Officials in Nigeria have brought criminal charges against pharmaceutical giant Pfizer for the company's alleged role in the deaths of children who received an unapproved drug during a meningitis epidemic.
Authorities in Kano, the country's largest state, filed eight charges this month related to the 1996 clinical trial, including counts of criminal conspiracy and voluntarily causing grievous harm. They also filed a civil lawsuit seeking more than $2 billion in damages and restitution from Pfizer, the world's largest drug company.
This story first came into public view due to the Post's reporting in 2000. At that time, the Post noted,
The experiments raise questions about corporate ethics and profits on a frontier of globalization where drug companies wield enormous influence, and where doctors paid by U.S.-based corporations sometimes perform experiments on ill-informed patients in authoritarian societies.
A Nigerian physician who said he was present during the Kano experiment, for instance, felt it was "a bad thing," but he did not object because Pfizer's test appeared to have backing from the government. 'I could not protest,' said the physician, Amir Imam Yola. 'The system you have in America and the system we have here, there is a wide gap. Freedom of speech is still not here.'
At the time, Nigeria was run by a military government that had one of the world's worst human rights and corruption records.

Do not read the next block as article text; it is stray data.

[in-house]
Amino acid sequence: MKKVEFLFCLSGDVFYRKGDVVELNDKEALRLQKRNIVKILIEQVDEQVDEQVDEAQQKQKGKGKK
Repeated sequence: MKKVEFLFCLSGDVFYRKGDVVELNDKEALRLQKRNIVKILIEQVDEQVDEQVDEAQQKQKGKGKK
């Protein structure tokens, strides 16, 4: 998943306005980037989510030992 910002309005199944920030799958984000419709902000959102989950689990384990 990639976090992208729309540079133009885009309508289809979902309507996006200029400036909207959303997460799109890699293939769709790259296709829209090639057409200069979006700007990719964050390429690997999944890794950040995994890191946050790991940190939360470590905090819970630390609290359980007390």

Fast forward to 2007, and here is the report that sailed in barely over the radar,
via the Chosun Ilbo news service out of South Korea,
The CEO of pharma giant Pfizer, Jeffrey Kindler plans to visit North Korea. According to Pfizer’s Korean subsidiary on Tuesday, Kindler will arrive in South Korea for a two-day visit on Wednesday and plans to go to a hospital in the inter-Korean Kaesong Industrial Complex in the North.
The CEO plans to visit the hospital in the Kaesong Industrial Complex with 40 executives on Thursday if he gets approval from the North Korean government through the South Korean Unification Ministry.
A Pfizer’s spokesman said Kindler was invited by Kim Dong-keun, the chairman of the Kaesong Industrial Complex committee. The CEO will inspect medical services in the industrial complex but has no plans to invest in or support North Korea.
North Korea, of course, has been branded part of the"axis of evil" by US President George W Bush for allegations of state sponsorship of terrorism.
The point of the visit by the CEO and 40 executives of Pfizer to a North Korean hospital is not clear. It seems that Pfizer's international operations have a curious affinity for dictatorial governments not known for protecting human rights, to put it very politely.
And pharmaceutical companies wonder why the public views them as "shifty?" Memo to the CEO, if you do not want your company to be viewed as shifty, avoid appearing too friendly to military dictatorships or governments labelled as supporting terrorism by the US government.